Marvin Harrison is still out there. Not what he was, but he would help bridge the hole until next year's draft when they must get a receiver or 2, no ifs, ands or buts. Plexico Burress is also available, if he can stay out of jail.

Well Jamison, you are going down to Miami to spend some time will #52. Let me caution you. You say you will be getting some massages while you are there. I don't live in Baltimore, but what is advertised under "Massage" could imply a whole gamut of services. Don't be suprised if you leave there more alive, dude!

Lots of time on the WR front. I really don't understand why everyone is so bothered that they didn't use as valuable 2nd round pick to reach on a possible - not likely starting WR who is highly unlikely to become a number 1.

Without a shot at a young stud, Boldin becomes a better option and as such, we can, and just might, give up a conditional 2nd and 3rd next year or a 2nd and a player. It should be clear to Boldin that we'd pay him if we could. We might have to come up with a novel contract to get him - maybe a contract with a 2 year guarantee and the bulk of the bonus at the beginning of next year. It would be a shame not to make this happen.

I don't think it is far fetched for us to lock up (excuse the pun) Burress for 3 years to a very cap-friendly contract. Now that he can hold onto the ball and has developed some toughness, he can join our club. BTW, the press has blown his issues out of proportion b/c it was interesting and his dumness had huge consequences. But it really was about a 4 on the dumness scale and 9 on the unlucky scale (9/dumness=tokin' up b4 the combine)

I really don't like Edwards, but with good coaching, no question he could be a phenom. BTW2 - He's due for a huge year.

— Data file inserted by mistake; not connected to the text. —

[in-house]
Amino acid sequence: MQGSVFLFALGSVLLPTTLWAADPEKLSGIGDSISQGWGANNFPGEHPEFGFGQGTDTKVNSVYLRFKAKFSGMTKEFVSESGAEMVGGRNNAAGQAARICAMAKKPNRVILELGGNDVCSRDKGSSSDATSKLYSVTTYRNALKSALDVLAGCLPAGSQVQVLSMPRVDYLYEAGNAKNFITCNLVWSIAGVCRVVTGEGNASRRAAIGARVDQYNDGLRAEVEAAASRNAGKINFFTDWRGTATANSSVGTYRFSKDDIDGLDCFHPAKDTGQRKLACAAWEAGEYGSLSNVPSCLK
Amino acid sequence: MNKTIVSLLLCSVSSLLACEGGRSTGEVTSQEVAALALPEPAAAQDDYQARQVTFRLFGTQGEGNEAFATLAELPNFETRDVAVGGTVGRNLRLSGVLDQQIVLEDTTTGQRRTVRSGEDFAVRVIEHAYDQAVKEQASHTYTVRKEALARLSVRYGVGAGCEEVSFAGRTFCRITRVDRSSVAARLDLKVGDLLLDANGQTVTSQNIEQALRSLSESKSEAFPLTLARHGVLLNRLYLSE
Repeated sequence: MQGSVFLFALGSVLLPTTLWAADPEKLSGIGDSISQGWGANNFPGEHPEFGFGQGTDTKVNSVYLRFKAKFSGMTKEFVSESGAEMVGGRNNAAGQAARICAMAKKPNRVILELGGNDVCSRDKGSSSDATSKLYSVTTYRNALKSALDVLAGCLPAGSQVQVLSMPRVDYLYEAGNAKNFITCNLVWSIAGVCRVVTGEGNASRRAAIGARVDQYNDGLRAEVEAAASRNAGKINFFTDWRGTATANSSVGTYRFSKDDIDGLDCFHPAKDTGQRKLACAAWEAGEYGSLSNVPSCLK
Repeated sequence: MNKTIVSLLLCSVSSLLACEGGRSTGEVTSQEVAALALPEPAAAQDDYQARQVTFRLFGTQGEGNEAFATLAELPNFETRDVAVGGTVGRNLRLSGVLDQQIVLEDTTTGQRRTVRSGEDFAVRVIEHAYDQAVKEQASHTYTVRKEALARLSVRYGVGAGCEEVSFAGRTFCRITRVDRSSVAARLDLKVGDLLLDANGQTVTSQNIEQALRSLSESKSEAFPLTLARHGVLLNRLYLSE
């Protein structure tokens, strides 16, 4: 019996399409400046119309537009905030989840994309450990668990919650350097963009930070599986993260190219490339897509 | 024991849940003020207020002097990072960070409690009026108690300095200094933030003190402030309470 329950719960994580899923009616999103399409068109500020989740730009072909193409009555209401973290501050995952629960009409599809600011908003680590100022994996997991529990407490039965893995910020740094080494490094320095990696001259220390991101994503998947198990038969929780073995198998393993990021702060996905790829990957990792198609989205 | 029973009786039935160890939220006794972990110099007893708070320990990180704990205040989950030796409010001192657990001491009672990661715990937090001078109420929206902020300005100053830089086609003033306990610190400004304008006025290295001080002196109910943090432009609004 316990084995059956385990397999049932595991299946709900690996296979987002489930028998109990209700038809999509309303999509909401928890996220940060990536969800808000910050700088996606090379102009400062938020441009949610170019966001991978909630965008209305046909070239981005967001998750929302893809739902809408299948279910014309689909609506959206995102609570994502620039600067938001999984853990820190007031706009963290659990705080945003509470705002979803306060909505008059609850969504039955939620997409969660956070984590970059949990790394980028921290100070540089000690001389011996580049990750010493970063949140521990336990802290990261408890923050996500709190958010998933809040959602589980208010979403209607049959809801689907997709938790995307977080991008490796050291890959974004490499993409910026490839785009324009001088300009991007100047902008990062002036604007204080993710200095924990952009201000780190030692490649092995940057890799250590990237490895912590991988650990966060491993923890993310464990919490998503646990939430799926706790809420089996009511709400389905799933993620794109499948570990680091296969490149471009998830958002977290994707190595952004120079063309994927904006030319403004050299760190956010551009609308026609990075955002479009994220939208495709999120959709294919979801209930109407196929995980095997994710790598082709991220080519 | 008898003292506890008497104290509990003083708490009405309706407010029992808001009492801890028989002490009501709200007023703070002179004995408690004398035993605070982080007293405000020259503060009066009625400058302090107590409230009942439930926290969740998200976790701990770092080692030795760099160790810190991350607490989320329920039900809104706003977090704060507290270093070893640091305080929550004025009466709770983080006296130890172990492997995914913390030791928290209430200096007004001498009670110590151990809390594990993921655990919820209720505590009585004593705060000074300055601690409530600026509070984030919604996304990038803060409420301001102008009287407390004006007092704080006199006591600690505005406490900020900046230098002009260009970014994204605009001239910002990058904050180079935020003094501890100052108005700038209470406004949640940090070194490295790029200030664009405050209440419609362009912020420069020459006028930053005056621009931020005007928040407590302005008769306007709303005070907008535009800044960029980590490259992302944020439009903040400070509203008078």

There is always a great player run out of somebody's camp. (Harrison!?!) With all the WRs drafted, someone good will be let go before they have a chance to get vetted. We would likely outbid just about everyone else for someone we liked to give a shot.

No too worried. Got help on the line (more time to develop routes and free up TE) and drafted a nice pass-catching TE Cam can do something with that.

How can you make the statement that Michael Oher is an improvement over Willie Anderson before the guy has even donned the pads at an OTA, much less in a game. Jonathan Ogden didn't start at tackle his rookie year, and Oher is no Ogden. There is a learning curve for rookie offensive linemen, particularly at the tackle positions, and I can't see Oher picking things up quickly enough to beat out Anderson, assuming Anderson reports in better shape this year.

Keep an eye on Eron Riley from Duke, our (to-be) signed free agent WR. Big, (6-3, 210 lb), real good hands and great speed (4.36 '40') His only negative was that he played for a poor Duke team.....could be another great find from Eric & the Wiz.

Baltimore Joe will be fine with the WR's he has. Someone will fall to them in July and he will put up even more impressive numbers in 2009/2010. I think the RB out of VA might have been the best steal of all!

niners had the tenth pick Hensley

If you look at the last 8 years or so more than half of the WRs drafted do not pan out and most of the ones who do take several years to develop. The Ravens signed two undrafted FAs with the size and speed combo to stretch the field. They are just as likely to make an immediate impact as anyone other than the first round WRs in this years draft. The players Ozzie drafted this year are much more likely to help out now than any WR he could have taken.

Furthermore if it takes three years to develop a WR as most experts say it does that means Ozzie still has the rest of this offseason and the next two to either trade for or sign a proven WR.

Also Jamison, how can you say the Ravens should proceed with Oher the same way they did with Grubbs before he ever puts on the pads? He could go out in camp and blow Willie Anderson away or he could take a full year or more to develop into a starter. He could even never pan out. I do not understand why writers pretend they know what is in the best interest of the teams. This should be left up to the coaching staff who are the true experts. The Ravens are a successful organization who when not completely depleted by injuries are always in the playoff hunt. Their football people deserve not to be second guessed all the time. We are not dealing with Matt Millen and Al Davis here.